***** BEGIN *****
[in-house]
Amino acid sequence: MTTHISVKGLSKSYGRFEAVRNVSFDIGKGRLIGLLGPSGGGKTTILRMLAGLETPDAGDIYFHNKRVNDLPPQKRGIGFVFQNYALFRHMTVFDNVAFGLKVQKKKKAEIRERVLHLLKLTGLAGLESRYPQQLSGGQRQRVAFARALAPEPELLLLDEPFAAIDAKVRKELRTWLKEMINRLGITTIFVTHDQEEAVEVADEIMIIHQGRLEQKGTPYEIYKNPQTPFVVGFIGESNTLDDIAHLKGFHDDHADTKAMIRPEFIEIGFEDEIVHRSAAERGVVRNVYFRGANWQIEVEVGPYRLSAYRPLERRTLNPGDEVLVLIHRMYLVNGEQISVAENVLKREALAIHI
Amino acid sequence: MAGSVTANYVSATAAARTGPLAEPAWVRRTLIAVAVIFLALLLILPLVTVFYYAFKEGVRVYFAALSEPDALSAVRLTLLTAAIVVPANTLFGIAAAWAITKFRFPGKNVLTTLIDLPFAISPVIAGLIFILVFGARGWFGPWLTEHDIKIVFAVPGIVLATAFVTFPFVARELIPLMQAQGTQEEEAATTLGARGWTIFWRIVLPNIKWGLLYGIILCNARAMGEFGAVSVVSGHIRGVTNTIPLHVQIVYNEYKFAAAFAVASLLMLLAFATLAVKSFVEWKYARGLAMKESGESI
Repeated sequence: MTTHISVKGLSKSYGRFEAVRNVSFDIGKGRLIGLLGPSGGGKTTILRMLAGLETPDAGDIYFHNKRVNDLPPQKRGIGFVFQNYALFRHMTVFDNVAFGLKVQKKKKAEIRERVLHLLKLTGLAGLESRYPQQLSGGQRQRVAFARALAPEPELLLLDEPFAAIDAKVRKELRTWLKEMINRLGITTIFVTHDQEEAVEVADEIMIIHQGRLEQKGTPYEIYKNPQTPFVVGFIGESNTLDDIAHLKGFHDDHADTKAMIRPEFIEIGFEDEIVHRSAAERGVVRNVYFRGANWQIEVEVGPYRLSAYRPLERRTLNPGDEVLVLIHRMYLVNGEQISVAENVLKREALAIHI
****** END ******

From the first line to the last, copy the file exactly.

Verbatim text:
[in-house]
Amino acid sequence: MTTHISVKGLSKSYGRFEAVRNVSFDIGKGRLIGLLGPSGGGKTTILRMLAGLETPDAGDIYFHNKRVNDLPPQKRGIGFVFQNYALFRHMTVFDNVAFGLKVQKKKKAEIRERVLHLLKLTGLAGLESRYPQQLSGGQRQRVAFARALAPEPELLLLDEPFAAIDAKVRKELRTWLKEMINRLGITTIFVTHDQEEAVEVADEIMIIHQGRLEQKGTPYEIYKNPQTPFVVGFIGESNTLDDIAHLKGFHDDHADTKAMIRPEFIEIGFEDEIVHRSAAERGVVRNVYFRGANWQIEVEVGPYRLSAYRPLERRTLNPGDEVLVLIHRMYLVNGEQISVAENVLKREALAIHI
Amino acid sequence: MAGSVTANYVSATAAARTGPLAEPAWVRRTLIAVAVIFLALLLILPLVTVFYYAFKEGVRVYFAALSEPDALSAVRLTLLTAAIVVPANTLFGIAAAWAITKFRFPGKNVLTTLIDLPFAISPVIAGLIFILVFGARGWFGPWLTEHDIKIVFAVPGIVLATAFVTFPFVARELIPLMQAQGTQEEEAATTLGARGWTIFWRIVLPNIKWGLLYGIILCNARAMGEFGAVSVVSGHIRGVTNTIPLHVQIVYNEYKFAAAFAVASLLMLLAFATLAVKSFVEWKYARGLAMKESGESI
Repeated sequence: MTTHISVKGLSKSYGRFEAVRNVSFDIGKGRLIGLLGPSGGGKTTILRMLAGLETPDAGDIYFHNKRVNDLPPQKRGIGFVFQNYALFRHMTVFDNVAFGLKVQKKKKAEIRERVLHLLKLTGLAGLESRYPQQLSGGQRQRVAFARALAPEPELLLLDEPFAAIDAKVRKELRTWLKEMINRLGITTIFVTHDQEEAVEVADEIMIIHQGRLEQKGTPYEIYKNPQTPFVVGFIGESNTLDDIAHLKGFHDDHADTKAMIRPEFIEIGFEDEIVHRSAAERGVVRNVYFRGANWQIEVEVGPYRLSAYRPLERRTLNPGDEVLVLIHRMYLVNGEQISVAENVLKREALAIHI